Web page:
We at the Lab had a Segate DockStar kicking around, taking up space. I had been looking for a tiny NAS to run some home storage things, so a donation to the kitty later and away I go. However, I couldn’t put my 2.5″ PATA adapter onto it stock, so it needed a new home. That home happens to be sandwiched between some slabs of Inventables plexiglass. I’m kicking myself for not taking more pictures, but the overall design is pretty simple: Two sheets of plexiglass.
First, a short primer on Poly(methyl methacrylate), AKA “Plexiglas”. Technically, there are many names for the (usually) transparent, shatter-proof material, including lexan, perspex, lucite, and oroglas. the material itself is a lightweight, usually thin layer of a synthetic polymer intended to be both heat resistant and shock resistant. One of its first uses was in World War II, on the front of bombers which needed to have impact-resistant noses (so you could see out of them. More useful if you’re the guy in the bubble below the plane.)
Anyway, my design process essentially boiled down to:
- Mock the whole thing up in cardboard (this is an important step)
- Replicate the design overall onto a hunk of Plexiglas
- Drill holes for the bolts
- Drill holes for the zip-ties holding the ripped-out beating heart of the DockStar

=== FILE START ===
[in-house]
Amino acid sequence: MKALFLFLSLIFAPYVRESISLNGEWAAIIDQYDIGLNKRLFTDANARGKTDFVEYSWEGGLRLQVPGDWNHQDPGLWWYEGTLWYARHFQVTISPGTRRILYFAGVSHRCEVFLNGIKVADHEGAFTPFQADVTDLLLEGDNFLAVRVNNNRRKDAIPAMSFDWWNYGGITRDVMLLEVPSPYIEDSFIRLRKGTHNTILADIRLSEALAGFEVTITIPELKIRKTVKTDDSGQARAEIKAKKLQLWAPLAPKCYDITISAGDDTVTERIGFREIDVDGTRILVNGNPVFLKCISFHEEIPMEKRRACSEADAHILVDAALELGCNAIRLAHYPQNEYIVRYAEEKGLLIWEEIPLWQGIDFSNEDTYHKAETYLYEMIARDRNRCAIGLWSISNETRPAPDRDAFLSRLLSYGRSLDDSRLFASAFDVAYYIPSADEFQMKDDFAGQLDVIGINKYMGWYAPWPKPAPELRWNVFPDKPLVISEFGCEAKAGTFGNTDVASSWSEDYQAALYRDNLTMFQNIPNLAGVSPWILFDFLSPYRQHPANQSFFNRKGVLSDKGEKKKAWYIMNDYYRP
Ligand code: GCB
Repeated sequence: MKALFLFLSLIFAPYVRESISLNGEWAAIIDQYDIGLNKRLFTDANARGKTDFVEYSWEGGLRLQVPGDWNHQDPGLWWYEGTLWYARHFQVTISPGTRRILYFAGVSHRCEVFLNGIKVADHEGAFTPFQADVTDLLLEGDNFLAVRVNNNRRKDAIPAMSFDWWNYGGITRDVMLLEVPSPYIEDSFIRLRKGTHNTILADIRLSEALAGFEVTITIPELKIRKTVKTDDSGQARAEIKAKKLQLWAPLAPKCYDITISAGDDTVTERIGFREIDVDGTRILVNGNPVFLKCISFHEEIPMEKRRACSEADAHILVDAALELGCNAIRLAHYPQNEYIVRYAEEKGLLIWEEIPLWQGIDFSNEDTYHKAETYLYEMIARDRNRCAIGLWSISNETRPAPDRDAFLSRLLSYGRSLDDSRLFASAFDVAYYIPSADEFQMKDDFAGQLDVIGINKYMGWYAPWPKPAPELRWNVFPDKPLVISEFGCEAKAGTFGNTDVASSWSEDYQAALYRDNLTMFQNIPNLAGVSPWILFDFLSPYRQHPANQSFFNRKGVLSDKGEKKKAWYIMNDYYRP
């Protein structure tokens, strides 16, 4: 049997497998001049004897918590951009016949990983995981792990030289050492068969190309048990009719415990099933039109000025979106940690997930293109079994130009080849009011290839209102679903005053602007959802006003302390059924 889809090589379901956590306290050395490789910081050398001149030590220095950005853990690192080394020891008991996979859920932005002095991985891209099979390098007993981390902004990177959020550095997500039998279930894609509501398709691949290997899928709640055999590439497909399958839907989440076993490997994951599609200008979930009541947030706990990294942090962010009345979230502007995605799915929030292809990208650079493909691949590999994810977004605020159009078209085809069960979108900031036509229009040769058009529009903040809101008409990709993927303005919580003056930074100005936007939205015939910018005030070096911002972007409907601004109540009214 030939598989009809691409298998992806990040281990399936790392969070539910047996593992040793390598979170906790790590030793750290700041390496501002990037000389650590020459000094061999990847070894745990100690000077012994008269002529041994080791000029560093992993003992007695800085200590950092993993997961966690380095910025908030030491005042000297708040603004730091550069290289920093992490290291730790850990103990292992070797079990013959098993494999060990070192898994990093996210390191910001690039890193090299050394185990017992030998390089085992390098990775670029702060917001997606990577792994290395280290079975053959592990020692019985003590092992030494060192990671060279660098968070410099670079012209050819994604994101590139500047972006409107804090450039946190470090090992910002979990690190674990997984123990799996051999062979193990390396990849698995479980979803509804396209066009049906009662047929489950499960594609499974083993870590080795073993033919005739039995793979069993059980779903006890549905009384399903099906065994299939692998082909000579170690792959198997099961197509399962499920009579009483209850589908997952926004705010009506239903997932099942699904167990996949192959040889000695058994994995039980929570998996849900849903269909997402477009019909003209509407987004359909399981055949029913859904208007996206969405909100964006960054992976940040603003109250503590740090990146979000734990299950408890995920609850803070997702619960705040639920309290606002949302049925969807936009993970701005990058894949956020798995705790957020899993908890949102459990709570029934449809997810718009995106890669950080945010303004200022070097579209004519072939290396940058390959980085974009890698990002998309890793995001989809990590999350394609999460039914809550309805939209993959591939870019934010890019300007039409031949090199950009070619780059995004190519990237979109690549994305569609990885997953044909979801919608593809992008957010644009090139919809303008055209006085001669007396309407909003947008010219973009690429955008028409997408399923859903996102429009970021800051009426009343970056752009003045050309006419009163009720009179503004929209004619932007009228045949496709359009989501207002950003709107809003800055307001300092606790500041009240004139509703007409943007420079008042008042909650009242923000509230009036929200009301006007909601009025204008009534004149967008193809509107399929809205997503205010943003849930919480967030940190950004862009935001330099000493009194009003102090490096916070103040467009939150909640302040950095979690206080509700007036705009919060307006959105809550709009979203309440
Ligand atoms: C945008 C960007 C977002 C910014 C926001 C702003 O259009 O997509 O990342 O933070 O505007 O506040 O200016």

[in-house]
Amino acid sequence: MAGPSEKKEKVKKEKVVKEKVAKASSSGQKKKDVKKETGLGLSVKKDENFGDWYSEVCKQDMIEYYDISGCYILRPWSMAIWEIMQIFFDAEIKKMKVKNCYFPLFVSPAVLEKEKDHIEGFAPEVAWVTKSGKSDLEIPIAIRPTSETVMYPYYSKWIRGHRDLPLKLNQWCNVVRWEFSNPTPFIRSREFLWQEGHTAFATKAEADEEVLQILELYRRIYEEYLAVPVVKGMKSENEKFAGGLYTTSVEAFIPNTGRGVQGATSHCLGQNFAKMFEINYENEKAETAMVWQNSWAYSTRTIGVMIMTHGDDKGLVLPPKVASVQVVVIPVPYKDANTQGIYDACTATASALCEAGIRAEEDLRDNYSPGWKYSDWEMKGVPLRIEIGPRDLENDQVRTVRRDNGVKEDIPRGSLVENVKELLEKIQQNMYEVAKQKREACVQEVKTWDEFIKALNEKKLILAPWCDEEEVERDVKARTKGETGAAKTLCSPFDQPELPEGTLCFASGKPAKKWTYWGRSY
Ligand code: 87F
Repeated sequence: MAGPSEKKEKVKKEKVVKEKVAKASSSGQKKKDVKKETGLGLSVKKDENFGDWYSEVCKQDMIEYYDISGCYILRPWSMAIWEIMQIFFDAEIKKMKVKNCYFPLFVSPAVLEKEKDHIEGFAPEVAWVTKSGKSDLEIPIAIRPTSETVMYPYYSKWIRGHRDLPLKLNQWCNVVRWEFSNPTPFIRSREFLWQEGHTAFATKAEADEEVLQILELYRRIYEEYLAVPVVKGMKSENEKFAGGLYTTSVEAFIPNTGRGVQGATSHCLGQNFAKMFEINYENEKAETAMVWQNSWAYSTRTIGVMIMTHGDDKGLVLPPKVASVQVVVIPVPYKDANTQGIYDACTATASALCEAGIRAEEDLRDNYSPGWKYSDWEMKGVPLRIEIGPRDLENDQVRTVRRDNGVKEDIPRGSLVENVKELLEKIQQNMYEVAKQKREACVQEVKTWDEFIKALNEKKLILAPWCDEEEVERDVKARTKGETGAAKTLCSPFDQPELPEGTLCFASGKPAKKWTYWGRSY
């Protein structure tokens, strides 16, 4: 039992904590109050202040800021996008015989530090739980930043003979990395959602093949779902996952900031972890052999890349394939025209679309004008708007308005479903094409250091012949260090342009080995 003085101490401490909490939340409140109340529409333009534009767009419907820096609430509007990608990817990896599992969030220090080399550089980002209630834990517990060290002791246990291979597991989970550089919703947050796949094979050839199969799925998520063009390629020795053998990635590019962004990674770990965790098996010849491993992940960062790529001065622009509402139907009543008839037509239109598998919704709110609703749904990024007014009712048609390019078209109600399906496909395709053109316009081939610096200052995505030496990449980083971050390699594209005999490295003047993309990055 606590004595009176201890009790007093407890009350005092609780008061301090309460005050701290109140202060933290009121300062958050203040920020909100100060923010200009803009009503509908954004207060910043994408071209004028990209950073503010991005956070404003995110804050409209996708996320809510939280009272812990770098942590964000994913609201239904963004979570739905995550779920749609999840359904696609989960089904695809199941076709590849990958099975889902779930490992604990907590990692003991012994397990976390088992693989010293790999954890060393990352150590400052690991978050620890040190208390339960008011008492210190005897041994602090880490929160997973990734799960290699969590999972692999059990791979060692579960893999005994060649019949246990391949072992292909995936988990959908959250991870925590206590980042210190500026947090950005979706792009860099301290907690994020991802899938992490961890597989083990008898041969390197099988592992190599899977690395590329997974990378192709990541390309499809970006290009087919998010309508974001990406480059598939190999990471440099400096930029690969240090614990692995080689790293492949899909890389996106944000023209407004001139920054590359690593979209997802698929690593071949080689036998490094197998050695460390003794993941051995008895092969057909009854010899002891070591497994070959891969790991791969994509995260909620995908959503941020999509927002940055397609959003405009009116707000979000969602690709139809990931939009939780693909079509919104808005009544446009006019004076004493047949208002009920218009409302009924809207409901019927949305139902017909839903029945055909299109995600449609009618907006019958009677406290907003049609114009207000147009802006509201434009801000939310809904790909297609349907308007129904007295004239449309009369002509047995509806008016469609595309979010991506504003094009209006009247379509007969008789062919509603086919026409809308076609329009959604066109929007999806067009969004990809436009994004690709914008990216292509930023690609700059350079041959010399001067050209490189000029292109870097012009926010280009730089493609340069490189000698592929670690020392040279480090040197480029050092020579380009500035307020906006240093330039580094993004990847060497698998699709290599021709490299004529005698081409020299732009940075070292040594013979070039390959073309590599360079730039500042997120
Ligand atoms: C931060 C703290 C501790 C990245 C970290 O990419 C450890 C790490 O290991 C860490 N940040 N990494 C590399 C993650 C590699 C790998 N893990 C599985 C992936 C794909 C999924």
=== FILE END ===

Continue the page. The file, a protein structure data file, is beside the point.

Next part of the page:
- Zip tie the Dockstar in place
- Add hard drive/adapter
- Cable it up
- Admire work
The last part is the hard part.
On the slightly different side, I have ArchLinux ARM running on it. The device itself is supported quite well and has most, if not all, the Arch base packages available to it. Cool stuff. Installation wise, its a matter of following the instructions. I’ll summarize:
- Disconnect it from your PogoPlug account
- SSH into the device
- Pull down the alternative U-boot script installer
- Partition the disk. There needs to be at least one partition with at least 5..6GB of space available for ArchLinux. I personally gave Arch 10GB of space on a 250GB hdd. More data for meeee!
- Make sure the first partition is formatted ext2, has the ArchLinux arm5te root tarball extracted.
Nothing can beat the official documentation on the ArchLinux ARM website.
One of the things I have is a real biggie for statistics. I like statistics. I happen to also like pretty graphs. Combine them and you get the results of tinkering around with the kernel diskstats file:
I put the script on Gist. Go hack on it.
Tags3D-printer 3d printing 2600 adafruit air Arduino audio Bubonicon class classes crafting crowdfunding DIY event events gamenight general meeting hack hacknight Ignite Instructables inventables LED Linux Maker Faire makezine marblebrewery meeting Meetings music NMTC pictures potluck privacy Projects public night pyp recap robots space steampunk TechMas theme video Workshop